Americans 'more likely' to die of opioid overdose than car crash

Opioid overdose has become the fifth most probable reason for preventable death, according to a new report.

    A discarded syringe is seen under a bridge on Lester Avenue in Johnson City, New York [File: Andrew Kelly/Reuters]
    A discarded syringe is seen under a bridge on Lester Avenue in Johnson City, New York [File: Andrew Kelly/Reuters]

    In the United States, the probability of dying from opioids has for the first time surpassed the likelihood of being killed in a car crash, according to a new report by the National Safety Council. 

    Published on Monday and based on the National Center for Health Statistics' 2017 data, the report found that opioids overdose was the fifth most probable cause of preventable death, with a one-in-96 odds. The odds of dying in a vehicular crash were one-in-103. 

    More probable causes than opioids overdoses were heart disease, cancer, chronic lower respiratory disease and suicide. 

    Opioids contributed to the overwhelming majority - 69 percent - of fatal drug overdoses in 2016, totalling 37,814 deaths, according to the NSC. 

    These opioids include the use of illegal narcotics, such as heroin, and prescription painkillers, such as oxycodone and hydrocodone. 

    "The nation's opioid crisis is fueling the Council's grim probabilities, and that crisis is worsening with an influx of illicit fentanyl," the council said in a statement on Monday, referring to a synthetic opioid often used to treat severe pain. 

    Just a day before the report was released, one person died and at least 12 people were hospitalised in northern California in what police described as a "mass overdose" stemming from fentanyl use. 

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    In 2017, overdose deaths soared, surpassing 70,000, according to the Center for Disease Control's (CDC) National Center for Health Statistics.

    And between 2013 and 2017, fatal drug overdose rates grew in 35 of the 50 US states as well as the District of Columbia. In many of those states, synthetic opioids were behind a growing number of deaths, as per CDC statistics.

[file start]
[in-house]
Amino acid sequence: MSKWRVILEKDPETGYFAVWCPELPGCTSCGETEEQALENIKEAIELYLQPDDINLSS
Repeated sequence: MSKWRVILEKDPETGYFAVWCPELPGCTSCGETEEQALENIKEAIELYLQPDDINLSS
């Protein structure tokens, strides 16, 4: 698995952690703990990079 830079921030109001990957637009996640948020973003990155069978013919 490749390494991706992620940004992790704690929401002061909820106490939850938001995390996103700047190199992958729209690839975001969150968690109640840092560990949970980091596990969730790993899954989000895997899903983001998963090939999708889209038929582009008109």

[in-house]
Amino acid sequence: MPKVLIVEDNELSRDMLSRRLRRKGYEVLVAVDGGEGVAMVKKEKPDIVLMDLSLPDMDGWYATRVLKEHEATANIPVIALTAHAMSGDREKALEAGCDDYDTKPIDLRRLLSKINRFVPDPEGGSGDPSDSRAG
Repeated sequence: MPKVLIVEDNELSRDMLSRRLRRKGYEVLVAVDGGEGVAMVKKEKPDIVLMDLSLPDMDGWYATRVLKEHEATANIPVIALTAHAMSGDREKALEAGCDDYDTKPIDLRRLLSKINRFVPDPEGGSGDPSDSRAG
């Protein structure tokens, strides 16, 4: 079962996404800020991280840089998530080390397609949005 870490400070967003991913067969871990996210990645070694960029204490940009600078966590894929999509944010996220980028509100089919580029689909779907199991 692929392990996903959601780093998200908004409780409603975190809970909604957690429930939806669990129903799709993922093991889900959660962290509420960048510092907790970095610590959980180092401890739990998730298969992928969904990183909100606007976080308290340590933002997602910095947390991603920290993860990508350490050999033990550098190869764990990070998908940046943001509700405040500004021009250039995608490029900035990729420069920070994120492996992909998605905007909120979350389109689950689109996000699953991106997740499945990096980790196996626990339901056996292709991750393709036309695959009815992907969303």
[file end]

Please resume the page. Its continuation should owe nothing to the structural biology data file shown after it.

In December, a separate report concluded that fentanyl had become more common than heroin in drug overdose deaths in the country.

    Bipartisan legislation, criticism 

    US President Donald Trump signed an opioid law in late October. The bipartisan law expanded medical treatment for opioid users and made it more difficult to mail illicit drugs.

    "Together we are going to end the scourge of drug addiction in America," Trump said during an event at the time.

    "We are going to end it or we are going to at least make an extremely big dent in this terrible, terrible problem."

    The legislation expands access to substance abuse treatment in Medicaid, the government health insurance programme for the poor and disabled.

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    It also cracks down on mailed shipments of illicit drugs such as fentanyl, and provides a host of new federal grants to address the crisis.

    In October 2017, Trump declared opioid addiction a 90-day emergency, a limited declaration that critics said fell short of implementing the measures needed to combat the crisis. 

    Critics also point to Trump's previous attempts to slash hundreds of billions of dollars from Medicaid, which provides treatment to around one-third of people seeking help with substance abuse. 

    In July 2018, Senator Elizabeth Warren, a vocal opponent of Trump, accused the Trump administration of undermining programmes that are pivotal to tackle the opioid crisis. 

    In a nine-page letter to the president, Warren said his administration "failed to take the actions needed to meaningfully address this crisis ... (and has) continued to substitute empty words and broken promises for real action and bold ideas". 

    SOURCE: Al Jazeera and news agencies